Tuesday, March 19, 2019

War and Remembrance

On this day, 11 years ago, the 2008 Fantasy RPG Wars began. And we won.

By “we” of course I mean everyone who plays RPGs. Paizo shocked WotC into going back to basic principles and discovering that their fans don’t want 80 lbs of rules, nor is a new giant stack of character classes, etc. every few months or even every year a good way to support an RPG.

And now D&D has shocked Paizo into improving their games further, seeking to be the more mechanically complex game, but streamlining it to make it accessible to new players. At the Paizo booth at the GAMA Trade Show, one of the Paizo folks said, “We want Pathfinder to be the game you graduate to.” That sounds like a good place for them to be.

I used to think that WotC would eventually sell the license to D&D in order to keep the IP alive and save themselves the expense of making the game. I no longer feel that way. D&D is healthier than ever, and this rising tide appears to be lifting most, if not all, the boats.

Make the most of it, folks.

Art by Wayne Reynolds.  The genesis of Pathfinders goblins can be read here.

Monday, March 18, 2019

Let the Good Times Roll

Just got back from the GAMA Trade show, and the big news this year is… that there’s really no big news. Certainly nothing on par with the bombshells dropped by WotC and others on the state of the RPG industry last year. WotC told us that ’17 was the best year for D&D in its entire history and that ’18 was even better, but beyond that didn’t give us anything new in terms of details. We’ll be seeing more alternative covers. They appear to be sticking with the take-it-slow publishing strategy.

What about the influence of the OSR? Well, in addition to The Forbidden Lands (more on that very soon, but maybe not until next week), everybody’s gotta have a boxed set. Most of these are intro starter sets, but even these are getting beefier and beefier; the one coming for Cubicle 7’s Warhammer Fantasy Roleplaying (itself very much a call-back to the original version of the Warhammer RPG) sports more than 100 pages of rules and campaign material, suitable for running as an entire campaign or using as a segue into their (very OSR) The Enemy Within “director’s cut.”

R. Talsorian is back. They’ve got The Witcher tabletop RPG and are working with CD Projekt Red on their new Cyberpunk 2077 (based on Mike Pondsmith’s Cyberpunk 2020) as well as the “Cyberpunk Red” tabletop RPG which Pondsmith is crafting to bridge the timeline between the two.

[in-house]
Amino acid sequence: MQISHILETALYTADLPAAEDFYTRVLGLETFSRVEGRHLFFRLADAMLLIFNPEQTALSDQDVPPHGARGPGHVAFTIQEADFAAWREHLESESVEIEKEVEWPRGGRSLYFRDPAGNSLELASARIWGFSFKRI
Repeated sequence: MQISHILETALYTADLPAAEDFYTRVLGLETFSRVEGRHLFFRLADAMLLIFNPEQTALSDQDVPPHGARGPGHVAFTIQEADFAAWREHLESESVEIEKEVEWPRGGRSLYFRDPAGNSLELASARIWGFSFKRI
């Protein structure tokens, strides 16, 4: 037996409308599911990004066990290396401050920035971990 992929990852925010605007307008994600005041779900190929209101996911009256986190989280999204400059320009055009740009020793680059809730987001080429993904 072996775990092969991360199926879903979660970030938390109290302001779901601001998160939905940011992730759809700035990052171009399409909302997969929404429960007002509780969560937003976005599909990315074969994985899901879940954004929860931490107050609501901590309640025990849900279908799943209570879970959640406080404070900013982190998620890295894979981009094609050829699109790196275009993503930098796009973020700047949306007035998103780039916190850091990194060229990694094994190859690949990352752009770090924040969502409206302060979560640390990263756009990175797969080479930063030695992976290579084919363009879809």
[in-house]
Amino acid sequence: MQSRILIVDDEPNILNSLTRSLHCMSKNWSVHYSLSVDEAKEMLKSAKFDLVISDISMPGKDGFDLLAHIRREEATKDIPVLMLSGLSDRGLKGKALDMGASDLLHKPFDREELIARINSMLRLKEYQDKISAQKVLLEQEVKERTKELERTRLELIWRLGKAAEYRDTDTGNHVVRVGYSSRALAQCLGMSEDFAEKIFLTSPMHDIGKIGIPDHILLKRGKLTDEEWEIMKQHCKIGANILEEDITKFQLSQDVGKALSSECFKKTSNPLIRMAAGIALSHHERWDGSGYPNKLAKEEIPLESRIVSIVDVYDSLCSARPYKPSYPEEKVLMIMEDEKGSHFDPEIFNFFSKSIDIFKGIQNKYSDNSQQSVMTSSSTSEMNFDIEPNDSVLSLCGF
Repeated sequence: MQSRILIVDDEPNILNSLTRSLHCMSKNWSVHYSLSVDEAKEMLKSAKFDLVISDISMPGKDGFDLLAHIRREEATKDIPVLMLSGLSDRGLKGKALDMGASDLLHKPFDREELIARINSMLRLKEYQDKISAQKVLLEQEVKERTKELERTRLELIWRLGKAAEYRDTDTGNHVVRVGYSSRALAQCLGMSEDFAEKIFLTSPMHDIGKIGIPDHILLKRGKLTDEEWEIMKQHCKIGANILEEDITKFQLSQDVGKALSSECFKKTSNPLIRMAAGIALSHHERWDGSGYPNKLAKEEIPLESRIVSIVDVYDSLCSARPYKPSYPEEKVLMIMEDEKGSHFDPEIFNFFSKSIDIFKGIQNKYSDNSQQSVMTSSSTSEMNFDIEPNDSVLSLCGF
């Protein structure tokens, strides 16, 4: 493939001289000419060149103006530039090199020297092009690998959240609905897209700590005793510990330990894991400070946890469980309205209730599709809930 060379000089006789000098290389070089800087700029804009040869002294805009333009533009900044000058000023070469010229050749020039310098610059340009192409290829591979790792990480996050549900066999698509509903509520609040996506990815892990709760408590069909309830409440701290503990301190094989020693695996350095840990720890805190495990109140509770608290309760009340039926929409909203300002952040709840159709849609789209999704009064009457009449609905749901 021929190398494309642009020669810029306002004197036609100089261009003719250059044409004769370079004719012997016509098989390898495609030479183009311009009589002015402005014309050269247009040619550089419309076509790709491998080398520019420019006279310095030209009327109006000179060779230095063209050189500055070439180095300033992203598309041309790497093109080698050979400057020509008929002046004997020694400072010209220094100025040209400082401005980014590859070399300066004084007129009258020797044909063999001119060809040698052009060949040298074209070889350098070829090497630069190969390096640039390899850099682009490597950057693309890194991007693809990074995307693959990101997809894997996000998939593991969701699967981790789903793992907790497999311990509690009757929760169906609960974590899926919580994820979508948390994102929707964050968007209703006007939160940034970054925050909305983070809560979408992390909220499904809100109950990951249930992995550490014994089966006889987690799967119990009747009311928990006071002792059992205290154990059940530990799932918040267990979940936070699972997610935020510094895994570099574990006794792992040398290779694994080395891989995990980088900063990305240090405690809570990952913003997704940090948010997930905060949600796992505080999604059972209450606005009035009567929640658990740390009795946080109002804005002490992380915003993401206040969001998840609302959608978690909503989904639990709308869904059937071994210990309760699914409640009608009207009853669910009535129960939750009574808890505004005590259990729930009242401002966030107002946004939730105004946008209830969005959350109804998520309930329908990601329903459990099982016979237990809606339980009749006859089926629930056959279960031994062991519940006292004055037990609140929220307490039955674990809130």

Production values continue to inch upwards. Cubicle 7’s new boxed sets promise lots of neat handouts. We’re seeing the design decisions of the OSR/DIY bunch leaking into the mainstream, things like maps on the endpapers. They haven’t quite embraced the focus on ease-of-use-at-the-table, but they’re sliding that direction.

And we’re seeing a lot more openness in mechanics. I think that’s coming from a strong interest in making the games textured but simple. By “textured” I mean delivering more than just a core mechanic, an equipment list, a spell list, and a bestiary. Mechanics that serve to deliver an experience or tactical flexibility at the table. Things like rolling for depletion of consumables in The Forbidden Lands or Pathfinder 2.0’s new action economy and how it interacts with the spells. (For those not keeping up with it, you get three actions every round. Many spells now come in three flavors: a one-action version, a two-actions version, and a three-actions version. So you get to decide when you cast a healing spell if you want to heal yourself with the single-action version, someone you can touch with the two-action version, or send out a wave of healing energy to everyone in 10’ with the three-action version.)

We’re seeing a lot more variability on ICv2’s list of top five best-selling RPGs. (The Autumn 2018 list replaces Pathfinder with Lot5R. Yes, I’m serious.) They say that RPGs are selling well. Renegade Games, a relative newcomer to the RPG scene, sold through their original printing of Overlight, a very high-concept RPG.

So no big news, just lots and lots of good news. Our hobby appears to be doing quite well. There appears to be lots of room for big and flashy projects like Invisible Sun and little experimental things like Mothership. The Golden Age is rolling along apace. Make the most of it!

Monday, February 25, 2019

Rolling Dice is NOT Playing the Game

I'm going through a review of a sci-fi RPG and the reviewer alluded to something I see a LOT in Space Opera RPGs. (I'm not going to mention the name of the game here because first, the way the reviewer mentioned this implies but does not state outright that this game is guilty of this sin; and second, I don't know this reviewer so I'm not sure how much I can trust there statements yet.)

The problem is starship combat. Designers want everyone to have something to do during the starship fight, so they try fall back on Star Trek bridge stations and try to come up with something everyone can do every round. What usually results is something extremely uneven.

If you're using minis and some sort of hex grid or the like, usually the most avid wargamers will pick the ship's course and speed. Then everyone rolls dice to see if their character's station succeeded that round.

If there's no grid and you're playing theater-of-the-mind, the course of action is usually pretty obvious: flee, chase, whatever. The group might decide together at the beginning of the encounter what they want to do, and they might revisit that choice as the situation changes, but generally that's the last important decision made. After that, everyone rolls dice to see if their station performs a function that contributes to the goal.